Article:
Like before, Level 5 showed me nothing new. But what it did show multiplied exponentially like a face in a broken mirror as she trained the seasick-green light on my head. Her white-rimmed eyes moist and red-veined, over the dinner table, across the hall, over the kitchen counter, through the windshield, and craning over me as I lay on the ground. The sun was one of her eyes, and the moon was another one. The eyes of squirrels were hers and so were Michael’s. They winked in the reflections of the floorboards and shone in the holes of the wall siding as she dragged me out of the room. They winked in my brain as my head bounced down the steps and filled my vision as she tugged my leg, grunting, to the bonfire.
The social worker told me later that a neighbor saw her, tackled her, and threw me in his pool to put out the flames. He then had to fight Mom off when she attacked him with gardening shears, and then save me from drowning because I was still unconscious.
“I wanna be him when I grow up,” I slurred from the hospital bed.
“Me too,” the social worker agreed.
Mom told the police that her husband had kidnapped me and replaced me with a robot. I’d been acting strange since Dad left. Helping her clean. Doing homework. Reading. She didn’t know for sure, until I pointed her husband’s raygun at her. She said Dad had been using the Beam on her for a long time. She knew the real William would never point the gun at her. He would never pull the trigger. Her worst nightmare had come to life. But also, joy: it wasn’t me. And she needed the police’s help to find her husband and real son.
“I didn’t pull the trigger,” I sobbed. And a little voice inside me replied, But you pointed the Beam. I sure didn’t look like William or Willie anymore. I looked like an action figure left on its side on a hotplate. When the doctor ordered some x-rays, in case I had worse injuries, I felt relieved that I had bones, not articulated plastic joints. Still, I asked Michael and his parents to call me Will.
In the following weeks I stayed with Michael and his parents and helped him start his band, Micycle Ride. He swung his microphone around on its cable, thrust his hips, and sang like he’d die without music, his glasses streaked with sweat and his smile ear to ear. Sometimes he’d surprise me into smiling too. In the notebook my therapist gave me, I wrote song lyrics, how I felt about it all, and what I thought happened. I also reread the instruction manual and research notes for the Beam, googled some more, and thought about how it worked. When I wrote my hypothesis in my notebook and felt its rightness like a tuning fork, I decided that I would never shoot anyone with the Beam again.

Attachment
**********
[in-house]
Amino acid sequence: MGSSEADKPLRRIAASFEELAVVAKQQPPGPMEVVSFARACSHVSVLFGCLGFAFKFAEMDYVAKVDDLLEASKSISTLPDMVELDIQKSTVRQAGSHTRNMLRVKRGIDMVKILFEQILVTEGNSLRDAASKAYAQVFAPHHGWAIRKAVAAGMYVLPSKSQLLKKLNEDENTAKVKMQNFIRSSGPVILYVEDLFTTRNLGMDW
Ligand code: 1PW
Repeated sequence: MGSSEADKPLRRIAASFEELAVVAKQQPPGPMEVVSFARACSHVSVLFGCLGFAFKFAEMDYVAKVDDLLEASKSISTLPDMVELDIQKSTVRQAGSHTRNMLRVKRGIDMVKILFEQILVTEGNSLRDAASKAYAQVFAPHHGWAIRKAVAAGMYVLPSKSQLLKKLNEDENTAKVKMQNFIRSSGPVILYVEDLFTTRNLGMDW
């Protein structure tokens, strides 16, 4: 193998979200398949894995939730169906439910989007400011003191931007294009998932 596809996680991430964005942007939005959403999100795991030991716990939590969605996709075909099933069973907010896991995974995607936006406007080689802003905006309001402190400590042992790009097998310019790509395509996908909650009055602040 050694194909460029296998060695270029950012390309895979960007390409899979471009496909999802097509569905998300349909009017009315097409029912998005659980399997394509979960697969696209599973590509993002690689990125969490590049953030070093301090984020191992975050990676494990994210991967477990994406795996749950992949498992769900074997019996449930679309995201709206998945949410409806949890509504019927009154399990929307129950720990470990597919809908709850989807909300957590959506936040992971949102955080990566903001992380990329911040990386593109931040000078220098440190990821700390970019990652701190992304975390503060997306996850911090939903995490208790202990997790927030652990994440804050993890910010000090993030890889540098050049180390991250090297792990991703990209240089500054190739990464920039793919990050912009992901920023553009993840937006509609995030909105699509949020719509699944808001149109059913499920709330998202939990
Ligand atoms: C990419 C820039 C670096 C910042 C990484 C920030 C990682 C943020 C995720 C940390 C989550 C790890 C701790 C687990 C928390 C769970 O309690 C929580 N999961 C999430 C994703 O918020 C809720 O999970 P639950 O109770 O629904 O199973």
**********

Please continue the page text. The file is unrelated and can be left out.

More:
I guess Dad really did have us bugged, because his Volvo rolled into Michael’s driveway about a week after I left the hospital. Michael’s parents came to my bedroom doorway to tell me, like the very incarnations of motherly and fatherly concern.
Dad stood on the front steps. He looked shrunken, and the lines between his eyebrows had deepened. When he saw me, his eyebrows jumped. I had not gotten prettier since leaving the hospital.
I said nothing and waited.
“William,” he said at last, awkwardly. “How are you?”
I raised the eyebrow I had left and didn’t reply. His starch dissolved as he perspired before me. He dropped his gaze to the welcome mat.
“Well… come along,” he said, gesturing to his car. I snorted. He had the gall to look startled. Emotions passed across his face. I didn’t know what I wanted to say to him. I felt almost sorry for him. I almost wanted to apologize for snorting. But what I actually wanted was too numerous to list, too huge to name, and too painful to speak aloud. At last he looked at Michael’s parents. They put their hands on my shoulders. I felt my heart overflow, even as he said to them, “I’ll send a monthly stipend for William.” And he turned to get back in his Volvo.
Fear clutched my heart, and that clutch was broken by rage. He could not get away scot-free. He would be the guinea pig this time.